Mother’s Day is my favorite holiday. My kids are my favorite people and “Momma” is the title I wear most proudly.
It’s been a great run – knock on wood.
I don’t feel like I’ve been a great mom, at least not all the time. For example, when my daughter was small, we moved from place to place as a result of my crazy first marriage. That’s not the stuff of great motherhood, but she’ll tell you her childhood was darn-near idyllic.
So, how do I think the kids turned out? They’re polite, fun, strong, cute as bugs’ ears (which has nothing to do with anything except that I think they are cute as bugs’ ears), responsible, good citizens, and as healthy as genetics and years of soccer have allowed. I thank my lucky stars that they aren’t criminals or into drugs. But they aren’t perfect, either.
I admit that ours is a special little family. I am extremely close to my kids. They are extremely close to each other.
I never suffered through the usual teen angst with either kid; although I had believed it to be an inevitable part of parenthood. In fact, my daughter and I, a few years back, were listening to a parent complain about her rotten teenager. I pretended that I knew exactly about what the parent was talking. When we were out of earshot of the disgruntled mother, my daughter verbally leveled me for the pretense. I never made the same mistake again, even if the lack of collusion makes me feel like I’m behaving smugly.
Why are we all so close? Why has that not wavered during the challenging stages of their lives, or for that matter, my life? Why have I chosen to purchase a home with my child? Even nuttier, what child would EVER choose to live with her mother for the rest of her life?
When I became a parent, I didn’t know I wasn’t supposed to be my kids’ friend. It seemed like the natural thing to do. I think I got it from my own wonderful mother.
Ask the authorities; ask other parents. You cannot be a friend to your children.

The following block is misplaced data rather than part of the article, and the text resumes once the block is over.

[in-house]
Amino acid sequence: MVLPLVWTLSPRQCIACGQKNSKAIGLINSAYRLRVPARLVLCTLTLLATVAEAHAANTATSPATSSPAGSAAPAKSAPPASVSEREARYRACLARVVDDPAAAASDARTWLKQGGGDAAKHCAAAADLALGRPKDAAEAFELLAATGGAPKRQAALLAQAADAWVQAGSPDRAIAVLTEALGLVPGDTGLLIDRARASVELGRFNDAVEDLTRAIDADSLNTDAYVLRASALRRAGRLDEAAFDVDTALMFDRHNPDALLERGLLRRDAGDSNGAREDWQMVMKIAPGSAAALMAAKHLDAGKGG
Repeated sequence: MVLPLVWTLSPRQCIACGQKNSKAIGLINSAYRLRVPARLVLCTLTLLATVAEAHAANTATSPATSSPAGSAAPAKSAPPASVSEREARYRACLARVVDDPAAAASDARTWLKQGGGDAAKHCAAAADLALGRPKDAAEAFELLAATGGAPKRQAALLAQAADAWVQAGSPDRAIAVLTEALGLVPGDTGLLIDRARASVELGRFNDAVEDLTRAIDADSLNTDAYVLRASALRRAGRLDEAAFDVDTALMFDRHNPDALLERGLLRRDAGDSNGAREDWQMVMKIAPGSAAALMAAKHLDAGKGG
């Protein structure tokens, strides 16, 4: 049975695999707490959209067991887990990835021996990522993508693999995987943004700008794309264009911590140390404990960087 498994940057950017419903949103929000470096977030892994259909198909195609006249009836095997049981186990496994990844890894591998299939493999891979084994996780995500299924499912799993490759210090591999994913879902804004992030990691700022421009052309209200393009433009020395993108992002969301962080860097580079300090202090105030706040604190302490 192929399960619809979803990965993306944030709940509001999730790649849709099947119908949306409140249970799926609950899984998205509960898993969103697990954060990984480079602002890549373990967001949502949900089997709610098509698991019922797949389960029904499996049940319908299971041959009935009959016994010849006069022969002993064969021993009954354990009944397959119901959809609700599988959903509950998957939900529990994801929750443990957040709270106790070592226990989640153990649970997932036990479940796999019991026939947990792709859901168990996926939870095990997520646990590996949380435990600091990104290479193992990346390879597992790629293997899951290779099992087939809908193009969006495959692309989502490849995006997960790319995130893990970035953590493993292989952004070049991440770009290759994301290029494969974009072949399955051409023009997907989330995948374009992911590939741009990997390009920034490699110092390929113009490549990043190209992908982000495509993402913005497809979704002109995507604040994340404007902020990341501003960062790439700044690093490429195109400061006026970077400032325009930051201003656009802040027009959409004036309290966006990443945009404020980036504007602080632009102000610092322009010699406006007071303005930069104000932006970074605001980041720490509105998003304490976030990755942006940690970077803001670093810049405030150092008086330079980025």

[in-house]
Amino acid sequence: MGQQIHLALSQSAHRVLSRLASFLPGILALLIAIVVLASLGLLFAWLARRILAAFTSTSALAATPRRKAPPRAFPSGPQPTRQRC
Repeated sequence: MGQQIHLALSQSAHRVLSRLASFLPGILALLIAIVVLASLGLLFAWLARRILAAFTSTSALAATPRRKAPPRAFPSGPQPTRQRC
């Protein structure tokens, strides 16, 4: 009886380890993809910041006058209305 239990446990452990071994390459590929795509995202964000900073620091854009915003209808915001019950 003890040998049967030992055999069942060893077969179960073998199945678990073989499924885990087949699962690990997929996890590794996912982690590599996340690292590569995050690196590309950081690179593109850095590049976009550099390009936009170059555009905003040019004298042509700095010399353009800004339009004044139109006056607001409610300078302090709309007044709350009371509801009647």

From the moment Stephanie was born, I babbled at her like a buddy. And when Nick came along, it was the same. We’ve always talked about everything. If life was happening, we were talking about it.
I don’t recall having “The Talk” with either of my kids. It was unnecessary; it was all chatted out incrementally, paralleling the emerging experiences of their lives.
I do remember having conversations with both of them when they were around 14. It was something to the effect of, “I taught you a bunch of stuff. Now you’re old enough to crawl out your window and go do what you want. Before you do something that might be stupid, please consider what I might think about it, and why.”
Did either of them ever do sneaky things? Oh, I promise they did! I still get interesting factoids from their high school days! But their escapades never caused too much mayhem.
They didn’t have a curfew, something that a lot of people have a tough time swallowing. Our unspoken policies were mostly based on mutual respect and concern that we might cause each other to worry.
Once, when Nick was around 17; he headed to a buddy’s house to watch a movie. When early morning found him not at home on a weeknight with no phone calls, Momma lost sleep. And Nick heard about it. No groundings – another thing that never occurred to me to impose. Just a stern chewing-out that he would have had every right to give me if I hadn’t come home all night.
I’ve always thought that the teen angst phenomenon has something to do with parents pretending that they are infallible.
A kid is agreeable to what an authority figure says, but only until a certain age.
I didn’t have to go to lengths to hide or explain my imperfections to my kids when they became teenagers. They weren’t dismayed when their reasoning skills allowed them to understand that their mother was sometimes a goober. They knew I was a goober all along.
We played together. I was lucky because my passion, soccer, became their passion. I coached them, which made me a constant in their extracurricular lives. And they were my biggest fans, too.
I didn’t read a parenting book. I don’t really know if being a friend to one’s progeny is a true method that works, or if I am merely a very fortunate human being.
I do know that befriending my children probably wouldn’t have worked had I attempted it as a parenting plan much later in their lives than Year One. I don’t think it can be contrived
If I had to do life all over again, I suppose there are different routes that would’ve made my life simpler or more comfortable.
But I never question the route I took with my kids. I have two fabulous friends on whom I now lean as often as they lean on me.
I’d take that route, again and again.